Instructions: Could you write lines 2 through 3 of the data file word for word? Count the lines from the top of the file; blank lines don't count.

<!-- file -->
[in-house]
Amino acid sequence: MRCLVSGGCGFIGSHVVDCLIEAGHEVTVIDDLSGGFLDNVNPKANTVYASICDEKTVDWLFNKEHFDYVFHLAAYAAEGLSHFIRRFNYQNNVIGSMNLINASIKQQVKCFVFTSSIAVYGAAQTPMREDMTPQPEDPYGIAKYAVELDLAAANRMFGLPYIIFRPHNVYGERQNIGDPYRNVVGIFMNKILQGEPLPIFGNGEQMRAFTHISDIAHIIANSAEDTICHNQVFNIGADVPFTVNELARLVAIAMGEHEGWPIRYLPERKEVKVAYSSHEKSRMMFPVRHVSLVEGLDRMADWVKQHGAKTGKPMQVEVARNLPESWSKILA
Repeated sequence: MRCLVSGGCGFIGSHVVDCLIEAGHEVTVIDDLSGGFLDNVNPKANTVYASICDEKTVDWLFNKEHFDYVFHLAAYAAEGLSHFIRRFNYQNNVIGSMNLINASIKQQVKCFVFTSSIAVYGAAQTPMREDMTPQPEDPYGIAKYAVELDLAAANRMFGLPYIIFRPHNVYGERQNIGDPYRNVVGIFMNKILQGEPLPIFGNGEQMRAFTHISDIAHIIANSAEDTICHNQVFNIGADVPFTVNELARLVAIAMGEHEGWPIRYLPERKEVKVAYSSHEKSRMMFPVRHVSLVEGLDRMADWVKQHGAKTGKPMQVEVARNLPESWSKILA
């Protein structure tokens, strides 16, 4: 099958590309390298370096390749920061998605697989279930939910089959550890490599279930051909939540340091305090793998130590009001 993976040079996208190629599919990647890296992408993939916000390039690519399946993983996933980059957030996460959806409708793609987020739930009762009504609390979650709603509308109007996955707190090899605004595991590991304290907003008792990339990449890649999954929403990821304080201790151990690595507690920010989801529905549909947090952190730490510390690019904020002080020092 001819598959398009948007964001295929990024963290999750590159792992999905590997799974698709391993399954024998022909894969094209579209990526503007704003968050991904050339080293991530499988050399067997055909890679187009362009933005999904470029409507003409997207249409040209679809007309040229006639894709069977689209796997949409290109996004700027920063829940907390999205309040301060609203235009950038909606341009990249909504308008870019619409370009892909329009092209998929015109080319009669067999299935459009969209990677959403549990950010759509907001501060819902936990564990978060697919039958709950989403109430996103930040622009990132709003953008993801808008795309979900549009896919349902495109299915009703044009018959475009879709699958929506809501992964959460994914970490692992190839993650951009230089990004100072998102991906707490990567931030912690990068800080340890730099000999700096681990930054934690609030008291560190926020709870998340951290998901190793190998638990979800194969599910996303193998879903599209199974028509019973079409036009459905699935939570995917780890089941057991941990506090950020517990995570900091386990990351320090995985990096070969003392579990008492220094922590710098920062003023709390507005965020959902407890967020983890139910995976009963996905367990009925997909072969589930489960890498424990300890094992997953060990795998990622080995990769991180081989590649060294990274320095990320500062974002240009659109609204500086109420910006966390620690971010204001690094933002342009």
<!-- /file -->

Amino acid sequence: MRCLVSGGCGFIGSHVVDCLIEAGHEVTVIDDLSGGFLDNVNPKANTVYASICDEKTVDWLFNKEHFDYVFHLAAYAAEGLSHFIRRFNYQNNVIGSMNLINASIKQQVKCFVFTSSIAVYGAAQTPMREDMTPQPEDPYGIAKYAVELDLAAANRMFGLPYIIFRPHNVYGERQNIGDPYRNVVGIFMNKILQGEPLPIFGNGEQMRAFTHISDIAHIIANSAEDTICHNQVFNIGADVPFTVNELARLVAIAMGEHEGWPIRYLPERKEVKVAYSSHEKSRMMFPVRHVSLVEGLDRMADWVKQHGAKTGKPMQVEVARNLPESWSKILA
Repeated sequence: MRCLVSGGCGFIGSHVVDCLIEAGHEVTVIDDLSGGFLDNVNPKANTVYASICDEKTVDWLFNKEHFDYVFHLAAYAAEGLSHFIRRFNYQNNVIGSMNLINASIKQQVKCFVFTSSIAVYGAAQTPMREDMTPQPEDPYGIAKYAVELDLAAANRMFGLPYIIFRPHNVYGERQNIGDPYRNVVGIFMNKILQGEPLPIFGNGEQMRAFTHISDIAHIIANSAEDTICHNQVFNIGADVPFTVNELARLVAIAMGEHEGWPIRYLPERKEVKVAYSSHEKSRMMFPVRHVSLVEGLDRMADWVKQHGAKTGKPMQVEVARNLPESWSKILA